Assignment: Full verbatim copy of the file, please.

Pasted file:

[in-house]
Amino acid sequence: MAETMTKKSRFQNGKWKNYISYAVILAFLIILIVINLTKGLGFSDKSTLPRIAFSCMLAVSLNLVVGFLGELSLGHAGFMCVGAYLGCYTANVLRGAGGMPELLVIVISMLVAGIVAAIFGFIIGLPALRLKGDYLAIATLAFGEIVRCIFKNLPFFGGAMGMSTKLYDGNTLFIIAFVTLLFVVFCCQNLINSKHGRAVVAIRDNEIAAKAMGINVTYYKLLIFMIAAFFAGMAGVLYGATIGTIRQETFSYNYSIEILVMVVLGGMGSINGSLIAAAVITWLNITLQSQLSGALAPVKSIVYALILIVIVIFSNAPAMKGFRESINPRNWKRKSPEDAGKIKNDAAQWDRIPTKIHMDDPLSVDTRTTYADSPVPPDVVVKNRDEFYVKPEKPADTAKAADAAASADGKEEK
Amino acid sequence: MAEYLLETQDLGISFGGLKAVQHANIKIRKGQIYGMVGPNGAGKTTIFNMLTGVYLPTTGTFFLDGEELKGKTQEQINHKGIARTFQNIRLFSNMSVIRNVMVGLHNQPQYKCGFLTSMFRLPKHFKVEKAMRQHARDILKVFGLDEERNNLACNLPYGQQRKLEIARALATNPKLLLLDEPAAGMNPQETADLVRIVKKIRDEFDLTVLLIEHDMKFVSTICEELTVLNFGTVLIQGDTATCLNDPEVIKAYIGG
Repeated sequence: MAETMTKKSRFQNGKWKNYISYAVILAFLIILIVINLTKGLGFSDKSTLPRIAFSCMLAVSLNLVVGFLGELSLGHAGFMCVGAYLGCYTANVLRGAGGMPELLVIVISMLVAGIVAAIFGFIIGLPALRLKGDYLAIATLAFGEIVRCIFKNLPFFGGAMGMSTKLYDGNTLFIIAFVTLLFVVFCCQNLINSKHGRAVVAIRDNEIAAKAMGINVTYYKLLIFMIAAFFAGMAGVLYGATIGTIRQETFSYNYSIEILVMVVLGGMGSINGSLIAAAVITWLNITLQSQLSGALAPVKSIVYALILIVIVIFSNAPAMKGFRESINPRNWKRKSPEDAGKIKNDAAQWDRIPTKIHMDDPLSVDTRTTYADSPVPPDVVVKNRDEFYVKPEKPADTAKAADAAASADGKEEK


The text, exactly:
[in-house]
Amino acid sequence: MAETMTKKSRFQNGKWKNYISYAVILAFLIILIVINLTKGLGFSDKSTLPRIAFSCMLAVSLNLVVGFLGELSLGHAGFMCVGAYLGCYTANVLRGAGGMPELLVIVISMLVAGIVAAIFGFIIGLPALRLKGDYLAIATLAFGEIVRCIFKNLPFFGGAMGMSTKLYDGNTLFIIAFVTLLFVVFCCQNLINSKHGRAVVAIRDNEIAAKAMGINVTYYKLLIFMIAAFFAGMAGVLYGATIGTIRQETFSYNYSIEILVMVVLGGMGSINGSLIAAAVITWLNITLQSQLSGALAPVKSIVYALILIVIVIFSNAPAMKGFRESINPRNWKRKSPEDAGKIKNDAAQWDRIPTKIHMDDPLSVDTRTTYADSPVPPDVVVKNRDEFYVKPEKPADTAKAADAAASADGKEEK
Amino acid sequence: MAEYLLETQDLGISFGGLKAVQHANIKIRKGQIYGMVGPNGAGKTTIFNMLTGVYLPTTGTFFLDGEELKGKTQEQINHKGIARTFQNIRLFSNMSVIRNVMVGLHNQPQYKCGFLTSMFRLPKHFKVEKAMRQHARDILKVFGLDEERNNLACNLPYGQQRKLEIARALATNPKLLLLDEPAAGMNPQETADLVRIVKKIRDEFDLTVLLIEHDMKFVSTICEELTVLNFGTVLIQGDTATCLNDPEVIKAYIGG
Repeated sequence: MAETMTKKSRFQNGKWKNYISYAVILAFLIILIVINLTKGLGFSDKSTLPRIAFSCMLAVSLNLVVGFLGELSLGHAGFMCVGAYLGCYTANVLRGAGGMPELLVIVISMLVAGIVAAIFGFIIGLPALRLKGDYLAIATLAFGEIVRCIFKNLPFFGGAMGMSTKLYDGNTLFIIAFVTLLFVVFCCQNLINSKHGRAVVAIRDNEIAAKAMGINVTYYKLLIFMIAAFFAGMAGVLYGATIGTIRQETFSYNYSIEILVMVVLGGMGSINGSLIAAAVITWLNITLQSQLSGALAPVKSIVYALILIVIVIFSNAPAMKGFRESINPRNWKRKSPEDAGKIKNDAAQWDRIPTKIHMDDPLSVDTRTTYADSPVPPDVVVKNRDEFYVKPEKPADTAKAADAAASADGKEEK